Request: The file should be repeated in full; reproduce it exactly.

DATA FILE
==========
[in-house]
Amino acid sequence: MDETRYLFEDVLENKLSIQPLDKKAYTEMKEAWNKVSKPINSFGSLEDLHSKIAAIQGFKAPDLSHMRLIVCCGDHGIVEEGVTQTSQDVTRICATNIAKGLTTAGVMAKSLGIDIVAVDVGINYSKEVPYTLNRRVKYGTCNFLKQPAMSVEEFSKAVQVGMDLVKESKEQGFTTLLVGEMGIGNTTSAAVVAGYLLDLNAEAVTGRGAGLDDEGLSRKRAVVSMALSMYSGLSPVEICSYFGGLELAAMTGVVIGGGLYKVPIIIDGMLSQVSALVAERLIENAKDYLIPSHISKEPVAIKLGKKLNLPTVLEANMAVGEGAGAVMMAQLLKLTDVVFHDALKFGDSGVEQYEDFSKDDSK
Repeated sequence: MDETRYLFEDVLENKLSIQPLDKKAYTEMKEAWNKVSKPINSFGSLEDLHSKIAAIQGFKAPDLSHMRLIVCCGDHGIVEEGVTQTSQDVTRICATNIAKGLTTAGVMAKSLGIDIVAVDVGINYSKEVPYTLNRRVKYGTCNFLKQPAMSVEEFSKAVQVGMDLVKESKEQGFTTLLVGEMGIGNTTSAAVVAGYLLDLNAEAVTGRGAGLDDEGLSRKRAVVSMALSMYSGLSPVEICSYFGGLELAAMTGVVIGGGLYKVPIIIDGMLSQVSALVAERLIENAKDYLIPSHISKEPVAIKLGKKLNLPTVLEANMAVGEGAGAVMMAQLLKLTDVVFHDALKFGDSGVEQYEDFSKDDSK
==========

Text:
[in-house]
Amino acid sequence: MDETRYLFEDVLENKLSIQPLDKKAYTEMKEAWNKVSKPINSFGSLEDLHSKIAAIQGFKAPDLSHMRLIVCCGDHGIVEEGVTQTSQDVTRICATNIAKGLTTAGVMAKSLGIDIVAVDVGINYSKEVPYTLNRRVKYGTCNFLKQPAMSVEEFSKAVQVGMDLVKESKEQGFTTLLVGEMGIGNTTSAAVVAGYLLDLNAEAVTGRGAGLDDEGLSRKRAVVSMALSMYSGLSPVEICSYFGGLELAAMTGVVIGGGLYKVPIIIDGMLSQVSALVAERLIENAKDYLIPSHISKEPVAIKLGKKLNLPTVLEANMAVGEGAGAVMMAQLLKLTDVVFHDALKFGDSGVEQYEDFSKDDSK
Repeated sequence: MDETRYLFEDVLENKLSIQPLDKKAYTEMKEAWNKVSKPINSFGSLEDLHSKIAAIQGFKAPDLSHMRLIVCCGDHGIVEEGVTQTSQDVTRICATNIAKGLTTAGVMAKSLGIDIVAVDVGINYSKEVPYTLNRRVKYGTCNFLKQPAMSVEEFSKAVQVGMDLVKESKEQGFTTLLVGEMGIGNTTSAAVVAGYLLDLNAEAVTGRGAGLDDEGLSRKRAVVSMALSMYSGLSPVEICSYFGGLELAAMTGVVIGGGLYKVPIIIDGMLSQVSALVAERLIENAKDYLIPSHISKEPVAIKLGKKLNLPTVLEANMAVGEGAGAVMMAQLLKLTDVVFHDALKFGDSGVEQYEDFSKDDSK